Astrocytes and microglia react to motor neuron death in rats. (A–L) Immunohistochemistry revealed marked activation of astrocytes (GFAP) and microglia (Iba1) in the spinal cords of mutant TDP-43 transgenic rats. (M–R) Immunofluorescence staining showed the distribution of astrocytes (GFAP) and NG2 glia in the ventral horns of lumbar cords. ChAT–tTA-9/TRE–TDP-43M337V double-transgenic (M337V) rats were deprived of Dox at 60 days of age and were completely paralyzed (end stage) by 78 days of age. ChAT–tTA-9 single-transgenic rats were terminated at matched ages. Randomly chosen M337V rats were treated with Dox (M337V + Dox) to prevent mutant TDP-43 from further expression after disease onset. Dox-treated rats were terminated at 90 days of age. Scale bars: 200 μm (A–C and G–I); 100 μm (D–F, J–L, and M–R).
Ubiquitin accumulates in motor neurons expressing mutant TDP-43 in rats with paralysis. Similar to NEF-tTA/TDP-43M337V rats, ChAT–tTA-9/TDP-43M337V rats did not develop TDP-43 inclusion in diseased motor neurons (Supplemental Figure 7). As the disease progressed, mutant TDP-43 accumulated in the cytoplasm of motor neurons in transgenic rats (Supplemental Figure 7). In NEF-tTA/TDP-43M337V rats at disease end stages, rare ubiquitin aggregates were formed only in cortical neurons (Supplemental Figure 3). In contrast, ubiquitin accumulated in diseased motor neurons in ChAT–tTA-9/TDP-43M337V rats (Figure 9 and Supplemental Figure 8). Accumulated ubiquitin delineated the cell body and neurites of diseased motor neurons expressing mutant TDP-43 (Figure 9E and Supplemental Figure 8, B and C). Motor neurons with ubiquitin aggregates were few at disease onset, but were remarkably increased at paralysis stages (Supplemental Figure 8G). Accumulated ubiquitin was detectable only in rats with active disease (Figure 9, B, E, and G–I), but not in rats with disease halted by Dox treatment (Figure 9, C and F). The results suggest that accumulated ubiquitin may be cleared after the disease is halted and that ubiquitin accumulation may be an accompanying event of motor neuron death in the disease caused by TDP-43 mutation.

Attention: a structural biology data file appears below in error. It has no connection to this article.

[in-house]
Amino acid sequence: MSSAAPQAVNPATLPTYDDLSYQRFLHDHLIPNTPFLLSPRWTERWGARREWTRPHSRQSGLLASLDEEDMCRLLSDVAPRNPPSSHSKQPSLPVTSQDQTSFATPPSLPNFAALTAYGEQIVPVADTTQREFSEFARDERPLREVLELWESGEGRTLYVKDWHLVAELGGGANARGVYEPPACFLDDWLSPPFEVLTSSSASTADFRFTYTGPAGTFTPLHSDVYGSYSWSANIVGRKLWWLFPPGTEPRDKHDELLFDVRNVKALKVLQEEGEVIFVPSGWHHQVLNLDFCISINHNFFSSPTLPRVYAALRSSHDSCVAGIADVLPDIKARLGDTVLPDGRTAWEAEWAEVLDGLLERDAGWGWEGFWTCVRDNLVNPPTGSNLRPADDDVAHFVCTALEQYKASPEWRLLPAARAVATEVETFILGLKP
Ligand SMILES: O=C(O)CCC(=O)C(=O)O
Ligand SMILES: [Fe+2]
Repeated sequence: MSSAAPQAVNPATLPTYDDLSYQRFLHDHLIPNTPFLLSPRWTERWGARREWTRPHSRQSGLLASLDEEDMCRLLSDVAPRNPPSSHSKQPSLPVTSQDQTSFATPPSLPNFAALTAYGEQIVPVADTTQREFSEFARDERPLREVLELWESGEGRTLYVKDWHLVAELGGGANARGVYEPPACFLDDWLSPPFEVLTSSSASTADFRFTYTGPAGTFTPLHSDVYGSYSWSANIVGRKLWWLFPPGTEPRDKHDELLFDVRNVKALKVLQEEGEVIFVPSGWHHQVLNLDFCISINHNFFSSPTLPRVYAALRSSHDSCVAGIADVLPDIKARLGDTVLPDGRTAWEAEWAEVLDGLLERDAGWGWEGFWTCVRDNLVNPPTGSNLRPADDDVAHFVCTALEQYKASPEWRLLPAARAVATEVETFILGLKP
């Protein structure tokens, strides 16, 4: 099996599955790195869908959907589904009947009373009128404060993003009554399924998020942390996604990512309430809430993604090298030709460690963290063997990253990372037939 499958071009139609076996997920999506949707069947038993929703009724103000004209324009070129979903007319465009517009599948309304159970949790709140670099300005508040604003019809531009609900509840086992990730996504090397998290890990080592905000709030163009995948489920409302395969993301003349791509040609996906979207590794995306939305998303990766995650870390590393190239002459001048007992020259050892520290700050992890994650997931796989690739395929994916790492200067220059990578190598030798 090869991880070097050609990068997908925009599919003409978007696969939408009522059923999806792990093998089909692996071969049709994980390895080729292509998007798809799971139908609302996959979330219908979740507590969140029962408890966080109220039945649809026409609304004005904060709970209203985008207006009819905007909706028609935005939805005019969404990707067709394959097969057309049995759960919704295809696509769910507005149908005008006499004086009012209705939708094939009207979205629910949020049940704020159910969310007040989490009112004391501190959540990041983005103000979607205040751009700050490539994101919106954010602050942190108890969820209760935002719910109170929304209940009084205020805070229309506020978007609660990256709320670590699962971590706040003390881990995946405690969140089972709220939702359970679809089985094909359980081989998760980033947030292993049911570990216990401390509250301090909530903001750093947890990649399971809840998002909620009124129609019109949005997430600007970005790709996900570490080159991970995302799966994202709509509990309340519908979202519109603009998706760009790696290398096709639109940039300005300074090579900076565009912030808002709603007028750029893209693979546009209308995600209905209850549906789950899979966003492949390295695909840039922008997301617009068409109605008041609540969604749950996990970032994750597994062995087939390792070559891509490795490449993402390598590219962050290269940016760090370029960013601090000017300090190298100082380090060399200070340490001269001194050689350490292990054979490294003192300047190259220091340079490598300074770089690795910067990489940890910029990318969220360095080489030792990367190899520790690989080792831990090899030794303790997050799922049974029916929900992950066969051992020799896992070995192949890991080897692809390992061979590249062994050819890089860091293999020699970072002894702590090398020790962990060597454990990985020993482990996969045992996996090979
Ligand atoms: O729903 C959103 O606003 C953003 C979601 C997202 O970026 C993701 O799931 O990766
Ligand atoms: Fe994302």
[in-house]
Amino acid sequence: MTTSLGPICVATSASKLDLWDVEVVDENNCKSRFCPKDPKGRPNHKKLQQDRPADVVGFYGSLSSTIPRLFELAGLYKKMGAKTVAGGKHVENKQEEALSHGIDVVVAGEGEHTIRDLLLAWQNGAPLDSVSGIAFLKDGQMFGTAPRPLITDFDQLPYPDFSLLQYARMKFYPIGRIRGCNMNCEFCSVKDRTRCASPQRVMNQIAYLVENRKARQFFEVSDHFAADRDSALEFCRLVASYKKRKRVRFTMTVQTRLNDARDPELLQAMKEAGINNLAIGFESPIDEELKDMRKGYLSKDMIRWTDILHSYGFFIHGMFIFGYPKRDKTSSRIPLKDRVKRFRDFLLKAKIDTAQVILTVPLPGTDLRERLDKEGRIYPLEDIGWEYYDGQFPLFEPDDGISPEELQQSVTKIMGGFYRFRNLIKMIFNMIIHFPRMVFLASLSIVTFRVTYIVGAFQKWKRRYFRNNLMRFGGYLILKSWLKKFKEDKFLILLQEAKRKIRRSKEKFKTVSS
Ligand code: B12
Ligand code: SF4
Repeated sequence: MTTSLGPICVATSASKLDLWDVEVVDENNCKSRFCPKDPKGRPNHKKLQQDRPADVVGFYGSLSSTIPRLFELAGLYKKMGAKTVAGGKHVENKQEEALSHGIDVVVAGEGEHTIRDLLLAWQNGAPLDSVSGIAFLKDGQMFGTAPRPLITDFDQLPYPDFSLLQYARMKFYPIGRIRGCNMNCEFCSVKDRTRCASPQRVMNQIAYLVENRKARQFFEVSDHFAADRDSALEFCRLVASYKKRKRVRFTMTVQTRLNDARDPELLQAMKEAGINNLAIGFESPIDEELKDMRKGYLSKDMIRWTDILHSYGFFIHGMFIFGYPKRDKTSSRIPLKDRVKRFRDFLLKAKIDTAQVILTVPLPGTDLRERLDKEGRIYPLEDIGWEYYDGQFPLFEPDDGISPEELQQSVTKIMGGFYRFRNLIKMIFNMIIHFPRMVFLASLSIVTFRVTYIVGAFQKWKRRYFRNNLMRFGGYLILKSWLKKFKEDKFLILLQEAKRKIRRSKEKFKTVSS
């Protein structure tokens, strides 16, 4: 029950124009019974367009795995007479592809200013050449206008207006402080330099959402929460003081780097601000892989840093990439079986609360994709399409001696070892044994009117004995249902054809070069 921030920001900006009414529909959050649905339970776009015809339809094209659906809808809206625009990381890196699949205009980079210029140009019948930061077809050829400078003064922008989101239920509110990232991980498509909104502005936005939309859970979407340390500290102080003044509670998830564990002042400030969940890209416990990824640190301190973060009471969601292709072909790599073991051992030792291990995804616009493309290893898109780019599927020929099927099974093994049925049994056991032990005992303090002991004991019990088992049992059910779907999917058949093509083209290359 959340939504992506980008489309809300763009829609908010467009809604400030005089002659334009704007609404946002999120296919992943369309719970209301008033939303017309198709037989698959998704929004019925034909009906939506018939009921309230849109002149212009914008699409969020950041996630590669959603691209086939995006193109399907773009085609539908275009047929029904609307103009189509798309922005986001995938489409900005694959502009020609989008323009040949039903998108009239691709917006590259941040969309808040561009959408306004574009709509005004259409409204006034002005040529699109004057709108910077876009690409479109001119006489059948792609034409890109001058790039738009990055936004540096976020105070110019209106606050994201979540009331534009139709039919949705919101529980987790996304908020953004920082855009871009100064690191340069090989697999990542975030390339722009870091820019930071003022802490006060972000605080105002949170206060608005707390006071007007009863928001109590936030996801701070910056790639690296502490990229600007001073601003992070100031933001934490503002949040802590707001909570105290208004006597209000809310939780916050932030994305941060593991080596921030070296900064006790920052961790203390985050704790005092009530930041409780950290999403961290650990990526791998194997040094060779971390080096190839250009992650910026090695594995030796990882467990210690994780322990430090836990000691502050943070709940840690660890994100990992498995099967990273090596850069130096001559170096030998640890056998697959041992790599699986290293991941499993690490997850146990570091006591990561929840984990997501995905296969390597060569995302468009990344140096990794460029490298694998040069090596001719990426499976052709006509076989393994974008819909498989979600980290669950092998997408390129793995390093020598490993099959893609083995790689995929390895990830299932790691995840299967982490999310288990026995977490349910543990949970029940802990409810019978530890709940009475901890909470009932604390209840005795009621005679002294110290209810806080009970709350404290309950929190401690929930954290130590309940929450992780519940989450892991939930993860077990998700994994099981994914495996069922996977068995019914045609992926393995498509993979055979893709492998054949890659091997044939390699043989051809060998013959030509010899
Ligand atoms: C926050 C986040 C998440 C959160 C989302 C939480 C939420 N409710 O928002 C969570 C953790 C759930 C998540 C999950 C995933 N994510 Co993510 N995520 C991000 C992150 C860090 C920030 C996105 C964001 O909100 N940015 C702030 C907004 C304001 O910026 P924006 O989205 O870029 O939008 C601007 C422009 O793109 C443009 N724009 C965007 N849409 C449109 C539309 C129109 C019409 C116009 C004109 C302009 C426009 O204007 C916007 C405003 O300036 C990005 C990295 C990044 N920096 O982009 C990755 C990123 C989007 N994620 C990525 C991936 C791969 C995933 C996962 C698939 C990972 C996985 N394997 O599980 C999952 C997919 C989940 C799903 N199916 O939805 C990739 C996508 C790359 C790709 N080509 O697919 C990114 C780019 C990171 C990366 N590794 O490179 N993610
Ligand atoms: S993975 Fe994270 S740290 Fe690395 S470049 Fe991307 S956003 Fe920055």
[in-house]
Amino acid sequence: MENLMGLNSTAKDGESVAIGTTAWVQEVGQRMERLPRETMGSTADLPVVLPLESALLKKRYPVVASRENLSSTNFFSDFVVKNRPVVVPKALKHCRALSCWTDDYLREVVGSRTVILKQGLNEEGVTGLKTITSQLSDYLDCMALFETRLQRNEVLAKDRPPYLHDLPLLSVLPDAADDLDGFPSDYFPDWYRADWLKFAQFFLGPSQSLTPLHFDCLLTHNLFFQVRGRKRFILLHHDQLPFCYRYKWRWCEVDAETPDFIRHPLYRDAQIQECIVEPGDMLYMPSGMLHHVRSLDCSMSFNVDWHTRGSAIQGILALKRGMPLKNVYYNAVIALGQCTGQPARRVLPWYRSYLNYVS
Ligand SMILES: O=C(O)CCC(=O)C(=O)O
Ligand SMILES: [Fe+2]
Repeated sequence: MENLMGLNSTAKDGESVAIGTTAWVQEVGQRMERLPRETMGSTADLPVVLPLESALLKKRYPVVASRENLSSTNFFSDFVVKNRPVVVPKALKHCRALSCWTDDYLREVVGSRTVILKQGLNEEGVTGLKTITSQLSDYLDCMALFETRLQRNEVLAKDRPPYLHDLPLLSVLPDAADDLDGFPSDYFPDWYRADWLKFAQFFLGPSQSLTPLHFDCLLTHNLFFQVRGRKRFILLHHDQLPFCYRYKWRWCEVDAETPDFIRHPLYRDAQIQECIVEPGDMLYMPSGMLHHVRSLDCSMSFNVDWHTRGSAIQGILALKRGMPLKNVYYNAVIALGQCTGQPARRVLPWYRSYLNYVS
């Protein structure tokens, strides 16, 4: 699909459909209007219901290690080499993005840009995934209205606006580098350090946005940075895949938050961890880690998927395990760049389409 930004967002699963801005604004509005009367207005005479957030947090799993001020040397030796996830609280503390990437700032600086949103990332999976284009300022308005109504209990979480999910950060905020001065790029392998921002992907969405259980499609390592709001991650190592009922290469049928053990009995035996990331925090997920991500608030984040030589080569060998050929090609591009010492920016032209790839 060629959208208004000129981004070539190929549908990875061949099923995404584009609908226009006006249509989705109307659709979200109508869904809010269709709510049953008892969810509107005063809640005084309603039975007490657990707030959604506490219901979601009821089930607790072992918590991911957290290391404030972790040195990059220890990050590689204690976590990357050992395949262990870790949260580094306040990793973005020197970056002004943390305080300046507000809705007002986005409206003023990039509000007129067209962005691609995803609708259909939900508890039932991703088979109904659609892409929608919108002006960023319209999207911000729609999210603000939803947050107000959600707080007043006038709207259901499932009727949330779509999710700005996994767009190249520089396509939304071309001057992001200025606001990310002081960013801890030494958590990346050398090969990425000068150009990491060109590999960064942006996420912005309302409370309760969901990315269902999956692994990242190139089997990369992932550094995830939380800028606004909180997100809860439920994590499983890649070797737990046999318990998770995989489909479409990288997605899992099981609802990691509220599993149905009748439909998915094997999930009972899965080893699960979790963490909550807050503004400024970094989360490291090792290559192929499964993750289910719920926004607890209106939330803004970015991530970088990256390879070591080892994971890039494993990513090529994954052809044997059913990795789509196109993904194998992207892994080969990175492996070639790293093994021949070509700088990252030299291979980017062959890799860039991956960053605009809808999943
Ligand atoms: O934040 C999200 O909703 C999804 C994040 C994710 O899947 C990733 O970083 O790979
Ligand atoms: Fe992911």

Ubiquitin accumulates in the motor neurons of ALS rats. (A–F) Immunostaining revealed a marked accumulation of ubiquitin in the motor neurons of mutant TDP-43 transgenic rats. (G–I) Confocal microscopy revealed that ubiquitin aggregates accumulated in the motor neurons expressing mutant human TDP-43 (hTDP-43). ChAT–tTA-9/TRE–TDP-43M337V double-transgenic (M337V) rats were deprived of Dox at 60 days of age and were paralyzed at the age of 78 days. ChAT–tTA-9 single-transgenic (ChAT-tTA) rats were terminated at matched ages. Some M337V rats were treated with Dox (M337V + Dox) to prevent mutant TDP-43 from further expression after disease onset. Dox-treated rats were terminated at 90 days of age. Scale bars: 200 μm (A–C); 50 μm (D–F); 10 μm (G–I).
TDP-43 proteinopathy is implicated in sporadic ALS and FTLD (2, 10). Mutation of TDP-43 causes an inherited form of ALS (1, 37–39). Most TDP-43 transgenic animal models reported on develop a profound loss of cortical neurons, but only a few lines develop a limited loss of motor neurons at disease end stages (3–9, 40). To induce motor neuron death, mutant TDP-43 may not be required to present in all types of related cells. To address these questions, we created transgenic rats expressing mutant human TDP-43 in inducible, reversible, and cell-specific manners. Mutant TDP-43 in motor neurons alone was sufficient to induce motor neuron degeneration. Even at paralysis stages, stopping the disease gene from further expression prevented paralysis from progression and resulted in dramatic recovery of motor function in mutant TDP-43 transgenic rats.
NEF-tTA/TDP-43M337V and ChAT-tTA/TDP-43M337V transgenic rats developed a similar disease phenotype — progressive paralysis — reminiscent of ALS that is characterized by progressive degeneration of motor neurons and denervation atrophy of skeletal muscles. The disease progressed rapidly to end stages in these rat models. At disease end stages, NEF-tTA/TDP-43M337V transgenic rats suffered from severe damage to motor units that included impaired motor axons and grouped atrophy of skeletal muscles, although a moderate loss of spinal motor neurons was observed. In contrast, ChAT-tTA/TDP-43M337V rats suffered a heavy loss of motor neurons at disease end stages. Motor function depends on the integrity of motor circuitry, including motor neurons, motor axons, neuromuscular junctions, and skeletal muscles. Damage to any of these elements may promote onset and progression of paralysis. Both NEF-tTA/TDP-43M337V and ChAT-tTA/TDP-43M337V transgenic rats reproduced the core phenotypes of ALS.